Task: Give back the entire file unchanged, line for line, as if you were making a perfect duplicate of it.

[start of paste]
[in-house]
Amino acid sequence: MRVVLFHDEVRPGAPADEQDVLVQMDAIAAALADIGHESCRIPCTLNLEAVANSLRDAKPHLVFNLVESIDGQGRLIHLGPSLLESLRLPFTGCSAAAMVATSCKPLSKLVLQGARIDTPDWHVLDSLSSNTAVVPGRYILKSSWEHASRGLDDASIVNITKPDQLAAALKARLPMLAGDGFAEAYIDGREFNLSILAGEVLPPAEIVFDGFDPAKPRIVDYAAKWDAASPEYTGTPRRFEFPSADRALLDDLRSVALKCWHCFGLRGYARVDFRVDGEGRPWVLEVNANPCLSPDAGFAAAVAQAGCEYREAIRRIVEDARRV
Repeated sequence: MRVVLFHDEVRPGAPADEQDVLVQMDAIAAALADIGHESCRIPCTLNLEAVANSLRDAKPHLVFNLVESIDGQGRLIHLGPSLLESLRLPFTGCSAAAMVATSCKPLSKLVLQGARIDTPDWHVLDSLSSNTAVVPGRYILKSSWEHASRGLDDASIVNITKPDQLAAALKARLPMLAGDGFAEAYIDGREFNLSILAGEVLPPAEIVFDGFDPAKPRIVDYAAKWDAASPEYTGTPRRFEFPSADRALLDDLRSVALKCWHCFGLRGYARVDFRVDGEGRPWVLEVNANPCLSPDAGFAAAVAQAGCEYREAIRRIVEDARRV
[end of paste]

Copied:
[in-house]
Amino acid sequence: MRVVLFHDEVRPGAPADEQDVLVQMDAIAAALADIGHESCRIPCTLNLEAVANSLRDAKPHLVFNLVESIDGQGRLIHLGPSLLESLRLPFTGCSAAAMVATSCKPLSKLVLQGARIDTPDWHVLDSLSSNTAVVPGRYILKSSWEHASRGLDDASIVNITKPDQLAAALKARLPMLAGDGFAEAYIDGREFNLSILAGEVLPPAEIVFDGFDPAKPRIVDYAAKWDAASPEYTGTPRRFEFPSADRALLDDLRSVALKCWHCFGLRGYARVDFRVDGEGRPWVLEVNANPCLSPDAGFAAAVAQAGCEYREAIRRIVEDARRV
Repeated sequence: MRVVLFHDEVRPGAPADEQDVLVQMDAIAAALADIGHESCRIPCTLNLEAVANSLRDAKPHLVFNLVESIDGQGRLIHLGPSLLESLRLPFTGCSAAAMVATSCKPLSKLVLQGARIDTPDWHVLDSLSSNTAVVPGRYILKSSWEHASRGLDDASIVNITKPDQLAAALKARLPMLAGDGFAEAYIDGREFNLSILAGEVLPPAEIVFDGFDPAKPRIVDYAAKWDAASPEYTGTPRRFEFPSADRALLDDLRSVALKCWHCFGLRGYARVDFRVDGEGRPWVLEVNANPCLSPDAGFAAAVAQAGCEYREAIRRIVEDARRV